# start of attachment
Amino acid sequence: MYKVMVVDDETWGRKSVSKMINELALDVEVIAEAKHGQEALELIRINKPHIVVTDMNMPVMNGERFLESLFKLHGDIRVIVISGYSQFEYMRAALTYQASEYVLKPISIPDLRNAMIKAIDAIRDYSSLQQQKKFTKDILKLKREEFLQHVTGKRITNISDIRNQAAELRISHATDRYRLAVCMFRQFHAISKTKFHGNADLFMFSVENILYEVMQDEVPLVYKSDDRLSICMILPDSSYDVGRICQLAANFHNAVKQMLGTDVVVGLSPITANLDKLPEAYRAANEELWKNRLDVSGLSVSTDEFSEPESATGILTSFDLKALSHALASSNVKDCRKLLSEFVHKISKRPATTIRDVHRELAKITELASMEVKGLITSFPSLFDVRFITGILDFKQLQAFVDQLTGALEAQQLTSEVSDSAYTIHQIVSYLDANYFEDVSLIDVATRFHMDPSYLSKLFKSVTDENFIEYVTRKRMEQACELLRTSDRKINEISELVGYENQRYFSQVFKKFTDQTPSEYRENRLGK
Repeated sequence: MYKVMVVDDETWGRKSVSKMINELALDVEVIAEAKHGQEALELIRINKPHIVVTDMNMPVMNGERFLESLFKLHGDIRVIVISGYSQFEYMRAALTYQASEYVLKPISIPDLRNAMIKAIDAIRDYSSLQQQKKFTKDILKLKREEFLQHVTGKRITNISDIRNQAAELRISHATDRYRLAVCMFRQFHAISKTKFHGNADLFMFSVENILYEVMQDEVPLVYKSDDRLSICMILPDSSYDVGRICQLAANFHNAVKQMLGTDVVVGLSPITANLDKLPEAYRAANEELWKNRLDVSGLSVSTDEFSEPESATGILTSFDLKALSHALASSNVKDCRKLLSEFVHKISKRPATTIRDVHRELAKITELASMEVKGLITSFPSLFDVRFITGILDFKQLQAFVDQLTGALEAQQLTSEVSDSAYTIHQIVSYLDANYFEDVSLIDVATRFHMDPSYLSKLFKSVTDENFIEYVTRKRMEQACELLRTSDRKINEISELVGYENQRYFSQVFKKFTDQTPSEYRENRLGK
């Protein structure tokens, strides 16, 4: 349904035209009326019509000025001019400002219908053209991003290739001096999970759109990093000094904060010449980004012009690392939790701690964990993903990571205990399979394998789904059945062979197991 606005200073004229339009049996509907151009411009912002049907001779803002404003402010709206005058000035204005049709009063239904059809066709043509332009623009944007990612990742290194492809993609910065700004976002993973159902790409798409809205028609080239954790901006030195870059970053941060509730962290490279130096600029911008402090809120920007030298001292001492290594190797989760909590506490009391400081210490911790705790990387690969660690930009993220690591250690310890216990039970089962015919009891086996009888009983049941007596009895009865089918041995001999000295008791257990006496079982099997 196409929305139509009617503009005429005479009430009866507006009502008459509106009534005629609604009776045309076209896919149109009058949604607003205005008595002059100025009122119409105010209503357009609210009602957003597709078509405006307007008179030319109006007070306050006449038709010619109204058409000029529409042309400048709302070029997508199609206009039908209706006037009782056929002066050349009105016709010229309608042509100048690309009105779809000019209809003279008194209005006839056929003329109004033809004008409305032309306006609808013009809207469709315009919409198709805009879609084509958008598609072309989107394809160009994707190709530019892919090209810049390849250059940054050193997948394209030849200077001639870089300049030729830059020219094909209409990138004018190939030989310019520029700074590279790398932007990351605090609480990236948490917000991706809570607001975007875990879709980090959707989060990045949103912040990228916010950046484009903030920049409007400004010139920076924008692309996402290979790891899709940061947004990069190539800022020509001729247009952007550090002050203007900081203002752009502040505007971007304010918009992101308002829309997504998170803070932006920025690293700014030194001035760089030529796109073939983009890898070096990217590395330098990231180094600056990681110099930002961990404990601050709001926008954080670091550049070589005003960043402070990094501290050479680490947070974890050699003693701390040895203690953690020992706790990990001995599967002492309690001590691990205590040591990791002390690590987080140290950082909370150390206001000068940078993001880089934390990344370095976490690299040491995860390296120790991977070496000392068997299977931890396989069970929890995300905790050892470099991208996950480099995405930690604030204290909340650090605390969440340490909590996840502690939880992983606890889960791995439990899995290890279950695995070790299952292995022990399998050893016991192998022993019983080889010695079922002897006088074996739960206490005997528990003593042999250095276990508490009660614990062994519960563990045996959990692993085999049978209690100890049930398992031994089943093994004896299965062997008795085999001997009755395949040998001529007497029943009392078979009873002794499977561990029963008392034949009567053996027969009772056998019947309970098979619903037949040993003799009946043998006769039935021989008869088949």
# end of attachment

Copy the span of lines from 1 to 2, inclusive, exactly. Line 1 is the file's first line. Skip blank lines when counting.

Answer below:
Amino acid sequence: MYKVMVVDDETWGRKSVSKMINELALDVEVIAEAKHGQEALELIRINKPHIVVTDMNMPVMNGERFLESLFKLHGDIRVIVISGYSQFEYMRAALTYQASEYVLKPISIPDLRNAMIKAIDAIRDYSSLQQQKKFTKDILKLKREEFLQHVTGKRITNISDIRNQAAELRISHATDRYRLAVCMFRQFHAISKTKFHGNADLFMFSVENILYEVMQDEVPLVYKSDDRLSICMILPDSSYDVGRICQLAANFHNAVKQMLGTDVVVGLSPITANLDKLPEAYRAANEELWKNRLDVSGLSVSTDEFSEPESATGILTSFDLKALSHALASSNVKDCRKLLSEFVHKISKRPATTIRDVHRELAKITELASMEVKGLITSFPSLFDVRFITGILDFKQLQAFVDQLTGALEAQQLTSEVSDSAYTIHQIVSYLDANYFEDVSLIDVATRFHMDPSYLSKLFKSVTDENFIEYVTRKRMEQACELLRTSDRKINEISELVGYENQRYFSQVFKKFTDQTPSEYRENRLGK
Repeated sequence: MYKVMVVDDETWGRKSVSKMINELALDVEVIAEAKHGQEALELIRINKPHIVVTDMNMPVMNGERFLESLFKLHGDIRVIVISGYSQFEYMRAALTYQASEYVLKPISIPDLRNAMIKAIDAIRDYSSLQQQKKFTKDILKLKREEFLQHVTGKRITNISDIRNQAAELRISHATDRYRLAVCMFRQFHAISKTKFHGNADLFMFSVENILYEVMQDEVPLVYKSDDRLSICMILPDSSYDVGRICQLAANFHNAVKQMLGTDVVVGLSPITANLDKLPEAYRAANEELWKNRLDVSGLSVSTDEFSEPESATGILTSFDLKALSHALASSNVKDCRKLLSEFVHKISKRPATTIRDVHRELAKITELASMEVKGLITSFPSLFDVRFITGILDFKQLQAFVDQLTGALEAQQLTSEVSDSAYTIHQIVSYLDANYFEDVSLIDVATRFHMDPSYLSKLFKSVTDENFIEYVTRKRMEQACELLRTSDRKINEISELVGYENQRYFSQVFKKFTDQTPSEYRENRLGK